Car designs have changed quite bit since their inception, and it’s fair to say that cars went through a lot of designs trends, driven by an endless cycle of innovation of technology, materials and usage model. After more than a century of car innovation, there is no sign that we’ve seen the end of it.
From curious inventions and leisure vehicles in the early days, cars have become objects of mass production and a necessity of modern life. Each technological innovation has introduced new usage models, which in turn induced new technological innovations and materials that spark a new cycle.
The engine of change
In the very early days, cars designs were derived from their closest cousins, the carriages, which ultimately proved to be an unpractical design. Engines were the first technology that enabled and influenced car designs, and cars did not start looking like modern cars until the engines were efficient and practical enough. Then usage model took over: depending on their usage, cars were designed with different shapes and functions, which led to further refinements and innovations.
With continued progress in car engine power, cars design evolved to allow for faster, more stable, and safer vehicles. Although engine power still evolves today, the emphasis seems to have shifted towards aesthetics and practicality – after all, there are speed limits, and weight tends go be reduced in new designs, so it is more likely that engine will evolve in power efficiency rather than in raw power.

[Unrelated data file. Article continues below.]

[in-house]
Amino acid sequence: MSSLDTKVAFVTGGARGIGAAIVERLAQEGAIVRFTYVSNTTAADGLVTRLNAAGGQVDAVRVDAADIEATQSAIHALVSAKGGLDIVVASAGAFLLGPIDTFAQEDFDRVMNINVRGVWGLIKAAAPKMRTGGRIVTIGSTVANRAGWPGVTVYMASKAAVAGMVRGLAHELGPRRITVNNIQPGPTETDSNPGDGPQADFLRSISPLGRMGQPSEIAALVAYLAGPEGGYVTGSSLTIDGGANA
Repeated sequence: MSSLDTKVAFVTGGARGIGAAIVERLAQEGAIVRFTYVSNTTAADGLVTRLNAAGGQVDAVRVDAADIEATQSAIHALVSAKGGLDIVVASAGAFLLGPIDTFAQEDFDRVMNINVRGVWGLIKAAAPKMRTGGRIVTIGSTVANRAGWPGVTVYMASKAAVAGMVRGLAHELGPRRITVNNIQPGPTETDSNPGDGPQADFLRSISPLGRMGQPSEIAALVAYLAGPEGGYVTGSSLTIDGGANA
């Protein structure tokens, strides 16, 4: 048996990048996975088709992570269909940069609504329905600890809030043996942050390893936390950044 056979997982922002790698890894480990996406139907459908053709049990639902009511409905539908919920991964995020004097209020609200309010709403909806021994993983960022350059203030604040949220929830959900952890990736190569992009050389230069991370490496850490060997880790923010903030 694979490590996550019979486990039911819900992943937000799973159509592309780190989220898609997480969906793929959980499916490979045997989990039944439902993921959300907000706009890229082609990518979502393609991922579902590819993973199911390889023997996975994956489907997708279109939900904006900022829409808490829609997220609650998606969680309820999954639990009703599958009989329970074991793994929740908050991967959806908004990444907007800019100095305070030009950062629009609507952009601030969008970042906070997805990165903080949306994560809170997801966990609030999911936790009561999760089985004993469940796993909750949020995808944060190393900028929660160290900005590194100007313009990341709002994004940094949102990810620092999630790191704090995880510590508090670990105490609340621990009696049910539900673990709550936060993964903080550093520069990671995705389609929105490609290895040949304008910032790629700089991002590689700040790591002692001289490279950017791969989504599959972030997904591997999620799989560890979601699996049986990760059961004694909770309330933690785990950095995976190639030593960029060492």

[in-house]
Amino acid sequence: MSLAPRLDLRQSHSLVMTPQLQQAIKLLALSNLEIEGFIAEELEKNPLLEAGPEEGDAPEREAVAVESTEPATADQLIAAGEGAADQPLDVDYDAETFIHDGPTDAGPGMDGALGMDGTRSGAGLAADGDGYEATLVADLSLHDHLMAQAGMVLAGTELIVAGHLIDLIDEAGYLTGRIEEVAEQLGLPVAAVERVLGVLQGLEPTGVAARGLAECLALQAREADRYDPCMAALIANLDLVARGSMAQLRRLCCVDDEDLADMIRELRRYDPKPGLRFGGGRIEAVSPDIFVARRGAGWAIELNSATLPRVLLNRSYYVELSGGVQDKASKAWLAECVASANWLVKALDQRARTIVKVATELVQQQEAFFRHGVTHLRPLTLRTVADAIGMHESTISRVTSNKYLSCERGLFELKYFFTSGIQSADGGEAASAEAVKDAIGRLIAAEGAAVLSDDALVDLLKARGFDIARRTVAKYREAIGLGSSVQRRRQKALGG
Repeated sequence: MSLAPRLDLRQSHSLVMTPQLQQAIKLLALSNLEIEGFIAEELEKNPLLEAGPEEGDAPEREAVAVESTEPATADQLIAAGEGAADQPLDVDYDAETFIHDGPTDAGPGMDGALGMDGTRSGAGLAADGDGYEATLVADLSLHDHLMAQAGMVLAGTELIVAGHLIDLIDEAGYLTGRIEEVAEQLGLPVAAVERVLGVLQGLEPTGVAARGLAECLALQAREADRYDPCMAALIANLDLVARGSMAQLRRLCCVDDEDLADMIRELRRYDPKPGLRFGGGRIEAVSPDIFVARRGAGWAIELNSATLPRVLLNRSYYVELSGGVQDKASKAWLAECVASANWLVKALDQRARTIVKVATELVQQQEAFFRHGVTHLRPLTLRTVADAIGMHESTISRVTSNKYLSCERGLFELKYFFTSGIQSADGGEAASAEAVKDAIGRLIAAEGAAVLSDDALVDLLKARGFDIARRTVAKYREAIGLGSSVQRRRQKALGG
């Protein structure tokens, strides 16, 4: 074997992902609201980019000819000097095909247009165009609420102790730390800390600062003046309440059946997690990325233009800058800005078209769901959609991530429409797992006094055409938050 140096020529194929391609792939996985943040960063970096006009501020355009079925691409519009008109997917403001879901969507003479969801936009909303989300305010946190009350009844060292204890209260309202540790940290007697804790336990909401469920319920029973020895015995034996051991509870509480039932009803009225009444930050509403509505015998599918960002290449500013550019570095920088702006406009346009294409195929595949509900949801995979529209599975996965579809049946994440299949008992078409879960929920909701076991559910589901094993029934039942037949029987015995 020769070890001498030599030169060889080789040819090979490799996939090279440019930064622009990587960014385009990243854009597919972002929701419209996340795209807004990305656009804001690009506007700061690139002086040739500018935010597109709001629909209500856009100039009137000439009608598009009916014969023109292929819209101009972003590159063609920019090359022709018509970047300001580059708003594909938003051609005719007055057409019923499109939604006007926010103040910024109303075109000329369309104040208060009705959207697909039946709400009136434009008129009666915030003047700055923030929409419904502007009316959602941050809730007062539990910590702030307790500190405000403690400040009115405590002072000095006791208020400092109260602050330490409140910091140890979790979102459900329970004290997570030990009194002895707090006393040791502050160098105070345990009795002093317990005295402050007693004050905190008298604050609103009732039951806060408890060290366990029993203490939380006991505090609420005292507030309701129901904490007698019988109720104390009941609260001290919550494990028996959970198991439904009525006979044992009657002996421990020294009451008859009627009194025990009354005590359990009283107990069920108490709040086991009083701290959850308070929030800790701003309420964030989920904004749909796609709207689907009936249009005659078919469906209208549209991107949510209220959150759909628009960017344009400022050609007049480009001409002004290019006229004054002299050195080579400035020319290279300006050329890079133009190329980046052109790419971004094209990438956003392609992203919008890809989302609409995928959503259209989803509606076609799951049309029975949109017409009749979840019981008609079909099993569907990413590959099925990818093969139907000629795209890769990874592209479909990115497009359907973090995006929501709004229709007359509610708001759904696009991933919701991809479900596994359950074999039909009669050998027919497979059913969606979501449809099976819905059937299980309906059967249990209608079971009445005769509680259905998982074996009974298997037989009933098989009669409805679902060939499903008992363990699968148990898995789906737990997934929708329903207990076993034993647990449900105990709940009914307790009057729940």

While engines have been the primary driver for change in the early days, when it comes to changing the shape of cars, there is no greater revolution than the computer.
Computer: the ultimate design tool
When computers started to be used as design tools, a dramatic change occurred: computers allowed many more iterations of the design process, and each iteration improves the end-product quality a little further. Computers lets designers try and undo actions, save or branch out the design. Computers are also a great time saver that free designers from tedious calculations and drawing tasks.